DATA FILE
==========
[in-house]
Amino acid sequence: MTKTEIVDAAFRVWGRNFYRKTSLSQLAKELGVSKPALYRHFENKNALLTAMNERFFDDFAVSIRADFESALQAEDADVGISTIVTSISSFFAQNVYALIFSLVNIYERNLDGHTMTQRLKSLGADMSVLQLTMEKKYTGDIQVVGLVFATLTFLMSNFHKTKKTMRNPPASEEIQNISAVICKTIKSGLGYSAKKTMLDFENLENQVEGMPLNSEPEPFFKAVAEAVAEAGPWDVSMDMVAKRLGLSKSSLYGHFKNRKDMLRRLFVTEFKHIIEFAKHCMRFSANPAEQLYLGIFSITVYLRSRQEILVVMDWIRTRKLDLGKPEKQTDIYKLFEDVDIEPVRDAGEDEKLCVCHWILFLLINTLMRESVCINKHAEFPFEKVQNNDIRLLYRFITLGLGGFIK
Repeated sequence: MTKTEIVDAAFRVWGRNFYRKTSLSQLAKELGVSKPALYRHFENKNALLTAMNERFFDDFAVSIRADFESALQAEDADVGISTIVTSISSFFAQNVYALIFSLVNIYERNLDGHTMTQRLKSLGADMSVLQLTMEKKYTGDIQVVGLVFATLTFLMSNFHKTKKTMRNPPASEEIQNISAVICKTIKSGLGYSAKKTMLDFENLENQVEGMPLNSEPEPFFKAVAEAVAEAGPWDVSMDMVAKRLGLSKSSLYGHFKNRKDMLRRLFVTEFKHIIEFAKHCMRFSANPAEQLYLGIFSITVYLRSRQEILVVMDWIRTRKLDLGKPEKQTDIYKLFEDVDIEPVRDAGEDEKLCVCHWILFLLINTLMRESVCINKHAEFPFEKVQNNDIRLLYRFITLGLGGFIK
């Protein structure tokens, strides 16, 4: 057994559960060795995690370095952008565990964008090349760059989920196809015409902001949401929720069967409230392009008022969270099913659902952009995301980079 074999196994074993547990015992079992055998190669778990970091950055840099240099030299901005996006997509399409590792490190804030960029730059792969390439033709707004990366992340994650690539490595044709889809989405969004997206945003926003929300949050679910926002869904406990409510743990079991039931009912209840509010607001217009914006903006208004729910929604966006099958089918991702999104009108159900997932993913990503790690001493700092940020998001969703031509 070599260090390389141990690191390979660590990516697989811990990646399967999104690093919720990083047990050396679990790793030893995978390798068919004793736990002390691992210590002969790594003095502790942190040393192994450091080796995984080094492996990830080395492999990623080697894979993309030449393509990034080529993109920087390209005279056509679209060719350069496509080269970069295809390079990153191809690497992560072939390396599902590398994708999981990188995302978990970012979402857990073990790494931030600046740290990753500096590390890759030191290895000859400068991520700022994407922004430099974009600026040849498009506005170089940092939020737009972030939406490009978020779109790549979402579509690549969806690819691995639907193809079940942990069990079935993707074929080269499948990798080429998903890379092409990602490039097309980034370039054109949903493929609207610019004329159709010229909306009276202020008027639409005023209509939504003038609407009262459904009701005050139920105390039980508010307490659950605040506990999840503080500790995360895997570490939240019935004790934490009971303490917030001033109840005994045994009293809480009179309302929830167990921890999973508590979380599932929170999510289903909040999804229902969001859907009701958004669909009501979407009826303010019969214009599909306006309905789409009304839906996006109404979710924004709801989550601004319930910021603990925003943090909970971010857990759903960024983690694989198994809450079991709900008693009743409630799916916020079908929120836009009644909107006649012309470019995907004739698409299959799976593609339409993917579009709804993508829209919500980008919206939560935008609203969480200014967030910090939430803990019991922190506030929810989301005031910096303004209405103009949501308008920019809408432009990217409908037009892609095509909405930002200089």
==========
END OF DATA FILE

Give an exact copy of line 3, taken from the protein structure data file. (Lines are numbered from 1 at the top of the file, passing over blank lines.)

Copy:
Repeated sequence: MTKTEIVDAAFRVWGRNFYRKTSLSQLAKELGVSKPALYRHFENKNALLTAMNERFFDDFAVSIRADFESALQAEDADVGISTIVTSISSFFAQNVYALIFSLVNIYERNLDGHTMTQRLKSLGADMSVLQLTMEKKYTGDIQVVGLVFATLTFLMSNFHKTKKTMRNPPASEEIQNISAVICKTIKSGLGYSAKKTMLDFENLENQVEGMPLNSEPEPFFKAVAEAVAEAGPWDVSMDMVAKRLGLSKSSLYGHFKNRKDMLRRLFVTEFKHIIEFAKHCMRFSANPAEQLYLGIFSITVYLRSRQEILVVMDWIRTRKLDLGKPEKQTDIYKLFEDVDIEPVRDAGEDEKLCVCHWILFLLINTLMRESVCINKHAEFPFEKVQNNDIRLLYRFITLGLGGFIK